This post is by Ron Dawson from The Online Photographer

This is a rather odd fact. Despite having worked in some nice professional, studio, and school darkrooms, and having had many darkrooms myself over the years, I never had a single nice darkroom of my own in my whole life. They were all makeshift, many small and a few tiny, some literally dank and shared with the spiders. I made do in all of ’em except one…the one in my one-room Georgetown walk-up apartment, which was just too hair-shirt to work in at all. I used to say I could do good work anywhere, but not quite. Almost.

Spangler

The picture is a recent real estate photograph of the very spot where I first learned to print my own photographs. That open door directly under the stairs leads to a small bathroom with a shower stall. I spent hours and hours in there experimenting! We moved there in ’75. Of course, when we lived there, the basement was unfinished—the walls were cinder-block, the ceiling open to the joists and ducts and pipes, the floor concrete, and the lally columns bare. The only thing you would have seen out in the open, where the chairs and coffee table are now, was my late brother Scott’s ping-pong table, as we called it (the proper name is table tennis), where he used to regularly trounce me. He was better at pool than I was, too, but we had to leave our pool table behind when we left Milwaukee and never got another one.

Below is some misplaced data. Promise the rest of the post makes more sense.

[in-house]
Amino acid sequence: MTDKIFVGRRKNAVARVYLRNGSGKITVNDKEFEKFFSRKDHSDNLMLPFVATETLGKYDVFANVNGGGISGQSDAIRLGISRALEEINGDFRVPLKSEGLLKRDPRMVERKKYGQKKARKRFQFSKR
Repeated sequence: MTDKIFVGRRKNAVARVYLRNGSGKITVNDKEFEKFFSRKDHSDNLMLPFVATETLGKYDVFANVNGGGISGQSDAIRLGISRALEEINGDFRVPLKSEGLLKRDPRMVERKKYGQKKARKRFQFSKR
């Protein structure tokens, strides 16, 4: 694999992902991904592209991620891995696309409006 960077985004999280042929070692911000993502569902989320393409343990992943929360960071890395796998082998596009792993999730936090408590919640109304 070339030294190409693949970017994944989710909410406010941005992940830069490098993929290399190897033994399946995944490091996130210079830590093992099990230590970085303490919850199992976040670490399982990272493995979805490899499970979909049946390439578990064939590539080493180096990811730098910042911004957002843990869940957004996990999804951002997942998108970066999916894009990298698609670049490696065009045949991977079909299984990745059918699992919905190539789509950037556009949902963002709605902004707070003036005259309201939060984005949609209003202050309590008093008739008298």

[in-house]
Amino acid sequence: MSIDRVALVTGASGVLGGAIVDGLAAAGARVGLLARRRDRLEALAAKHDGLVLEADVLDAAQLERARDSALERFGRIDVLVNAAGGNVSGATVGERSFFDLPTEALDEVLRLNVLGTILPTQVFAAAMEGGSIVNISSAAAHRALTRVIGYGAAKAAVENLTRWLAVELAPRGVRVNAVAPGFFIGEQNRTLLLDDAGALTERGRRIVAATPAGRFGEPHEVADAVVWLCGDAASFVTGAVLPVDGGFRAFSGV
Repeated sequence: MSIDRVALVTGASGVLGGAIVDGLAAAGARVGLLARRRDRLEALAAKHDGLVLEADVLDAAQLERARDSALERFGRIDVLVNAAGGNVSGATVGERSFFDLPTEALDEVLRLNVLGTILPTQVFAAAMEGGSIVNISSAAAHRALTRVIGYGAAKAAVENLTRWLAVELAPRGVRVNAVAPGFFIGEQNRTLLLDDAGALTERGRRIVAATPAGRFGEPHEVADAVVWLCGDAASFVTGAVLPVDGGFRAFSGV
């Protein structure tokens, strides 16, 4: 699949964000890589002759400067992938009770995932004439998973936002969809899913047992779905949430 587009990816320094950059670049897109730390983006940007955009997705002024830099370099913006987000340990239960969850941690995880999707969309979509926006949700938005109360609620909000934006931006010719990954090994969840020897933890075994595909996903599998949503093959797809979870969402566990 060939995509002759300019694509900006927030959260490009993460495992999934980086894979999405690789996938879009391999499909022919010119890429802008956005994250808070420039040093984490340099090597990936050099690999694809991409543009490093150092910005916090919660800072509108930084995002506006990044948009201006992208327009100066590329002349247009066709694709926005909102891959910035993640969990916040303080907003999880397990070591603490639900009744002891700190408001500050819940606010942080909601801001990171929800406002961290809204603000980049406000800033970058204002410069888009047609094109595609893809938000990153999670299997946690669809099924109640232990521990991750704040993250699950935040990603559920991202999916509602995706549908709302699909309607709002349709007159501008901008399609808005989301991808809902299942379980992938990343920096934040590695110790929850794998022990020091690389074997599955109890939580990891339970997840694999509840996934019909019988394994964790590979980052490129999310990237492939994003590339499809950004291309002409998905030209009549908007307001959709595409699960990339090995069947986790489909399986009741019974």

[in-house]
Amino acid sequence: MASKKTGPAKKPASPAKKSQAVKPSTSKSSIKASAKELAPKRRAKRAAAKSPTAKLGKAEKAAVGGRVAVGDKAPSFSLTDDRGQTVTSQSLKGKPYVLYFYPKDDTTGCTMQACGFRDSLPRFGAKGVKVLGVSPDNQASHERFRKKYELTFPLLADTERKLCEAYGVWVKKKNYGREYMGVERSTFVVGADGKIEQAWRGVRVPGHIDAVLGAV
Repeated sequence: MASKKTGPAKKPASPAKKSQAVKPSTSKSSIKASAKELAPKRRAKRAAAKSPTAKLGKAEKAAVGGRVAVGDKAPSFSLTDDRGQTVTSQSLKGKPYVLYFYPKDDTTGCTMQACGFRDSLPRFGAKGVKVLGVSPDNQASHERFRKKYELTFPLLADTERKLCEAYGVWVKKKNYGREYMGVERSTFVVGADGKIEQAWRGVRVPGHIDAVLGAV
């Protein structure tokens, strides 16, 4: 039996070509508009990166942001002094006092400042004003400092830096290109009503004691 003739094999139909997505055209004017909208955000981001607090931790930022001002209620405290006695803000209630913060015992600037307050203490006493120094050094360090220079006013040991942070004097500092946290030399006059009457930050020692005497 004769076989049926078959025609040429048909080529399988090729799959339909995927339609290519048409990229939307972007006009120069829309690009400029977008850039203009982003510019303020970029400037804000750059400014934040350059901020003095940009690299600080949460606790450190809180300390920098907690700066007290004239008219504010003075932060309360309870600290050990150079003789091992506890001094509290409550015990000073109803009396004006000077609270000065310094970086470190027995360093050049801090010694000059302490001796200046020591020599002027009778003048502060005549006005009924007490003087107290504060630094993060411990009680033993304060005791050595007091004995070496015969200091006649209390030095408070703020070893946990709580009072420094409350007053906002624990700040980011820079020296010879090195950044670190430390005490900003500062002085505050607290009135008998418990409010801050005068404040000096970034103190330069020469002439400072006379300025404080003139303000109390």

How strange that you can now instantly find pictures of the inside of houses you lived in decades ago.

Mike

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Featured Comments from:

David Drake: “I still dream of having a ‘real’ darkroom. With my last one, I shared the small space with a washing machine and dryer. To get from the enlarger to the sink I had to crawl between racks of drying clothes. The tiny bathroom was used as a film changing room. I have to say that my ex-wife was patient with the circumstances, but it wasn’t ideal for anyone that’s for sure. Some day, I still want a nice little darkroom for doing B&W printing and alternative processes. For the time being, I’m learning Affinity Photo.”

Mark Sampson: “Many fine photographs have been made in makeshift darkrooms; Paul Strand went without one, for example. Not to mention the legendary ‘Paris hotel room darkroom’ of photojournalists’ lore. But a darkroom (I’ve built two of my own) is an extremely valuable tool for the photographer who works with B&W film; not least for the convenience of operation that it offers. In my own small darkroom, I can work any time I choose, a distinct advantage. And I have a consistent setup that allows for easy production of prints. Access to other lab spaces (institutional, commercial, or borrowed) is a distant second-best option. I’ve done that too, when my living situation made it necessary.”

     

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